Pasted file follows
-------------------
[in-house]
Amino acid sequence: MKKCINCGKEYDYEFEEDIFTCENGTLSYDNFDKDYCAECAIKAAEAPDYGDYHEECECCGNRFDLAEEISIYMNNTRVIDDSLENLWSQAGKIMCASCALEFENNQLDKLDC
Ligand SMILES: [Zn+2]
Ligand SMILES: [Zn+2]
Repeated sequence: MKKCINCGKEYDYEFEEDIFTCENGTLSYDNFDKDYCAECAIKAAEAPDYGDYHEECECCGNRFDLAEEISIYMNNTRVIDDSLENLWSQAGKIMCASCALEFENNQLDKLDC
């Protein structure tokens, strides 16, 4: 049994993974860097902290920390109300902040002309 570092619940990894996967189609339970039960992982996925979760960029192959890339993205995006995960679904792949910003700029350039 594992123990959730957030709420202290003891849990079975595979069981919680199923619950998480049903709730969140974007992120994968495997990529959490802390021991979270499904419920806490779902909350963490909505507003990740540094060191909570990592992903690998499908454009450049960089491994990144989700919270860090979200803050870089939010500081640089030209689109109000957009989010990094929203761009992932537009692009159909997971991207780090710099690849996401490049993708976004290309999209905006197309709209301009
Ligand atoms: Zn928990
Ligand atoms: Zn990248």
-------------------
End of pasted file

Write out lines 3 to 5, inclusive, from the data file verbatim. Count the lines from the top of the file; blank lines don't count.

Ligand SMILES: [Zn+2]
Ligand SMILES: [Zn+2]
Repeated sequence: MKKCINCGKEYDYEFEEDIFTCENGTLSYDNFDKDYCAECAIKAAEAPDYGDYHEECECCGNRFDLAEEISIYMNNTRVIDDSLENLWSQAGKIMCASCALEFENNQLDKLDC